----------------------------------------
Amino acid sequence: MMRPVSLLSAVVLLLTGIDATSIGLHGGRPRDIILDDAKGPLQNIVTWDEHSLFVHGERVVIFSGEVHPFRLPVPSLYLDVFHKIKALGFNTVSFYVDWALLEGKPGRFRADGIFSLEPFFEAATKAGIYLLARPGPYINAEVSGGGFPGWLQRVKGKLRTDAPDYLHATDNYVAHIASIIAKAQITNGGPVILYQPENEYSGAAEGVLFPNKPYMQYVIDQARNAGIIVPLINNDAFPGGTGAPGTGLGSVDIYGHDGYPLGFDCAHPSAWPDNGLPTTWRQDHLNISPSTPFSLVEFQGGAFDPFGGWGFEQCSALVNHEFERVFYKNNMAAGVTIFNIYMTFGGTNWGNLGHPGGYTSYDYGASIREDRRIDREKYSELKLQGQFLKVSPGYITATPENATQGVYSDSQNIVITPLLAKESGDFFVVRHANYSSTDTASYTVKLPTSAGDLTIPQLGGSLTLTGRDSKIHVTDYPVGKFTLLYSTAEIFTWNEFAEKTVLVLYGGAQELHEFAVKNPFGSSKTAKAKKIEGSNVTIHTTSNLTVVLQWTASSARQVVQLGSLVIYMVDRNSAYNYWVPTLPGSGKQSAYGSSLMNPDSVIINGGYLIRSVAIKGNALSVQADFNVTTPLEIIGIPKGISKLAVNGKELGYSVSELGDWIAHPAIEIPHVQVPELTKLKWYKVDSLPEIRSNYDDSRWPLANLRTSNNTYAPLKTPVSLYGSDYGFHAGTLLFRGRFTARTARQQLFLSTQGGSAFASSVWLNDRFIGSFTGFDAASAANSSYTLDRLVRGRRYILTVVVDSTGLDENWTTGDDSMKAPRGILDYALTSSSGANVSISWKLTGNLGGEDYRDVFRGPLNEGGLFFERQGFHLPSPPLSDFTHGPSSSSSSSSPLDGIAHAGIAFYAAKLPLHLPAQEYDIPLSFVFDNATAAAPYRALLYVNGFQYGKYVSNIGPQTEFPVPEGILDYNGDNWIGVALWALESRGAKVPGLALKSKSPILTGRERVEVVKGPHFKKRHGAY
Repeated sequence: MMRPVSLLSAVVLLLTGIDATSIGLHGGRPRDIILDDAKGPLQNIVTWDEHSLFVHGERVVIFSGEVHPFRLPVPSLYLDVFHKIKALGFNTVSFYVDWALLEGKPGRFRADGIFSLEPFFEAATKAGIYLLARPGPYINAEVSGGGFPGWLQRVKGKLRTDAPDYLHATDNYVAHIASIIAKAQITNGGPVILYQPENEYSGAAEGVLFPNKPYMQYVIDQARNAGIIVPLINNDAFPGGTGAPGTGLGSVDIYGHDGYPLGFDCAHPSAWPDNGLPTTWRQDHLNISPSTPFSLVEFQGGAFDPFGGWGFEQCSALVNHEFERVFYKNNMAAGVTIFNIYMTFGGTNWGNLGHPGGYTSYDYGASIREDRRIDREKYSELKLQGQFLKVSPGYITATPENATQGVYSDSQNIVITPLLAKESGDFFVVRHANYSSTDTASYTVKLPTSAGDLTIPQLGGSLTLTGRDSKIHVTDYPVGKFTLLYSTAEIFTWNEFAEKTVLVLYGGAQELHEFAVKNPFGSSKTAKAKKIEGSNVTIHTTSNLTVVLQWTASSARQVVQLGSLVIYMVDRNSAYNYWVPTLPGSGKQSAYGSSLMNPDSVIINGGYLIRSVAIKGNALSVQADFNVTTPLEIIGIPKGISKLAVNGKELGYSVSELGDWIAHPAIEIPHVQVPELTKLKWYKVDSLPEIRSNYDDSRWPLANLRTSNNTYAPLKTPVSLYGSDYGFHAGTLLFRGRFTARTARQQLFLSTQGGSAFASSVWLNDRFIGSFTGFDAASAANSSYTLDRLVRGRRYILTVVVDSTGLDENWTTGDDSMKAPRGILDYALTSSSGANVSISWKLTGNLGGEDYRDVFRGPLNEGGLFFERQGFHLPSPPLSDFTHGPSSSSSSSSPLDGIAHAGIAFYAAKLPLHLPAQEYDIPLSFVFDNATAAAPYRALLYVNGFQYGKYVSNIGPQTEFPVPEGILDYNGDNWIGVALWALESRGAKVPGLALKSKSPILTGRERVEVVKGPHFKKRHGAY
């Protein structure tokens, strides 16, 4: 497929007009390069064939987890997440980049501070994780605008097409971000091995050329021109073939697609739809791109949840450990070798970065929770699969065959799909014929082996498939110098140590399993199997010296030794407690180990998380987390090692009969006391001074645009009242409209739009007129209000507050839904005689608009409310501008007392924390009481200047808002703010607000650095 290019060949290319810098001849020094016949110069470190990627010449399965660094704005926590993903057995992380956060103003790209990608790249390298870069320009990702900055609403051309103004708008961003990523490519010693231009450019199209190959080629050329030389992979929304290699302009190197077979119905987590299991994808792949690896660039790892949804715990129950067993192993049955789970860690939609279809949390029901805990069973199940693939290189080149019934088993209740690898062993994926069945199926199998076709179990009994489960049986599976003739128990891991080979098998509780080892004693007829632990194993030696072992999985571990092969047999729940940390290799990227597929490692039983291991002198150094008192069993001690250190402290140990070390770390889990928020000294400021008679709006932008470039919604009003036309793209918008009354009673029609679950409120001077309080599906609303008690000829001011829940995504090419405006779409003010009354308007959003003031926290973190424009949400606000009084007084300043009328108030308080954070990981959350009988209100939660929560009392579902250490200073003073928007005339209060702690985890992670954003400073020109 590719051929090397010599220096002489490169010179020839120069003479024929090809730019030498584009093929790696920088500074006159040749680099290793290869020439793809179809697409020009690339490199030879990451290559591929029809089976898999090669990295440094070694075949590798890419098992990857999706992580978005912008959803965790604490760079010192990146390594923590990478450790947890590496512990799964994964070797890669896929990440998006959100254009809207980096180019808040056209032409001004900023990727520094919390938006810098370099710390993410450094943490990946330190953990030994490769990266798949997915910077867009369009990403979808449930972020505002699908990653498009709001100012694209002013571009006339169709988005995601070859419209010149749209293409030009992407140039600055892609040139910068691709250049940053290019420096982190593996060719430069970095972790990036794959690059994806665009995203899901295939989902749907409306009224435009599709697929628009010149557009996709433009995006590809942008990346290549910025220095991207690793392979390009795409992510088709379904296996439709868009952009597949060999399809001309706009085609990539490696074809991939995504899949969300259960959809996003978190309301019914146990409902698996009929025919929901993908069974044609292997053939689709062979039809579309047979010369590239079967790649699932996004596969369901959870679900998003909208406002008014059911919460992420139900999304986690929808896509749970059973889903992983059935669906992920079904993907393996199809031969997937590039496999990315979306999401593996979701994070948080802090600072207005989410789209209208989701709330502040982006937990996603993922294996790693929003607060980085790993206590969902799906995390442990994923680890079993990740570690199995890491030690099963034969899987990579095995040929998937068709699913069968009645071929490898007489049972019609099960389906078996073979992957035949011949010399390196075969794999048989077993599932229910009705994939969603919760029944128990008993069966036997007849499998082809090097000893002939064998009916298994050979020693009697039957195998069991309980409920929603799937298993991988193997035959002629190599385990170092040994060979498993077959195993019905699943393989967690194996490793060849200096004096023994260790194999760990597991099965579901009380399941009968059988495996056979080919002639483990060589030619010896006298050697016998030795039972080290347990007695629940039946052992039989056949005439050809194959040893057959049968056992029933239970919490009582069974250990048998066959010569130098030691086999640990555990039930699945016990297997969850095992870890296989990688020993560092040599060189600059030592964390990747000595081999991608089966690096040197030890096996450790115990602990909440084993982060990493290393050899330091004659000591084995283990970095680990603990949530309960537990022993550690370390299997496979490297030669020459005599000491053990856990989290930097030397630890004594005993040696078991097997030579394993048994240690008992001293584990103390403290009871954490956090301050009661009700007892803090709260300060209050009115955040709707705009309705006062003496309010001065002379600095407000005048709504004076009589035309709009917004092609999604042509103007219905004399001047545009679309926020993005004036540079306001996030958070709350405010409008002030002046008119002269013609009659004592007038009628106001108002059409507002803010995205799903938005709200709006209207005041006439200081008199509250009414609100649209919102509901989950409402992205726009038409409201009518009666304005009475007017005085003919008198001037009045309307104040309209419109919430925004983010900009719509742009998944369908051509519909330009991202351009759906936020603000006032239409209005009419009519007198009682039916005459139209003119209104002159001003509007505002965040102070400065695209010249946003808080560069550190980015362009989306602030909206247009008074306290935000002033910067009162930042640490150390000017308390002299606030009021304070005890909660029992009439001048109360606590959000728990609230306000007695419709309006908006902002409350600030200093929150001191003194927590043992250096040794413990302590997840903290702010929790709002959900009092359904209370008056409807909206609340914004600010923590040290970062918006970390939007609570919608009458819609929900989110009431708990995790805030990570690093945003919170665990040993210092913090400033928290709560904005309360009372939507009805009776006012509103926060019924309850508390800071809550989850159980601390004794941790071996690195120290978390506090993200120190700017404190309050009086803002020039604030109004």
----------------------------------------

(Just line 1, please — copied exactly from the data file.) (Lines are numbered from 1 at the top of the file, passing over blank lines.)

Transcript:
Amino acid sequence: MMRPVSLLSAVVLLLTGIDATSIGLHGGRPRDIILDDAKGPLQNIVTWDEHSLFVHGERVVIFSGEVHPFRLPVPSLYLDVFHKIKALGFNTVSFYVDWALLEGKPGRFRADGIFSLEPFFEAATKAGIYLLARPGPYINAEVSGGGFPGWLQRVKGKLRTDAPDYLHATDNYVAHIASIIAKAQITNGGPVILYQPENEYSGAAEGVLFPNKPYMQYVIDQARNAGIIVPLINNDAFPGGTGAPGTGLGSVDIYGHDGYPLGFDCAHPSAWPDNGLPTTWRQDHLNISPSTPFSLVEFQGGAFDPFGGWGFEQCSALVNHEFERVFYKNNMAAGVTIFNIYMTFGGTNWGNLGHPGGYTSYDYGASIREDRRIDREKYSELKLQGQFLKVSPGYITATPENATQGVYSDSQNIVITPLLAKESGDFFVVRHANYSSTDTASYTVKLPTSAGDLTIPQLGGSLTLTGRDSKIHVTDYPVGKFTLLYSTAEIFTWNEFAEKTVLVLYGGAQELHEFAVKNPFGSSKTAKAKKIEGSNVTIHTTSNLTVVLQWTASSARQVVQLGSLVIYMVDRNSAYNYWVPTLPGSGKQSAYGSSLMNPDSVIINGGYLIRSVAIKGNALSVQADFNVTTPLEIIGIPKGISKLAVNGKELGYSVSELGDWIAHPAIEIPHVQVPELTKLKWYKVDSLPEIRSNYDDSRWPLANLRTSNNTYAPLKTPVSLYGSDYGFHAGTLLFRGRFTARTARQQLFLSTQGGSAFASSVWLNDRFIGSFTGFDAASAANSSYTLDRLVRGRRYILTVVVDSTGLDENWTTGDDSMKAPRGILDYALTSSSGANVSISWKLTGNLGGEDYRDVFRGPLNEGGLFFERQGFHLPSPPLSDFTHGPSSSSSSSSPLDGIAHAGIAFYAAKLPLHLPAQEYDIPLSFVFDNATAAAPYRALLYVNGFQYGKYVSNIGPQTEFPVPEGILDYNGDNWIGVALWALESRGAKVPGLALKSKSPILTGRERVEVVKGPHFKKRHGAY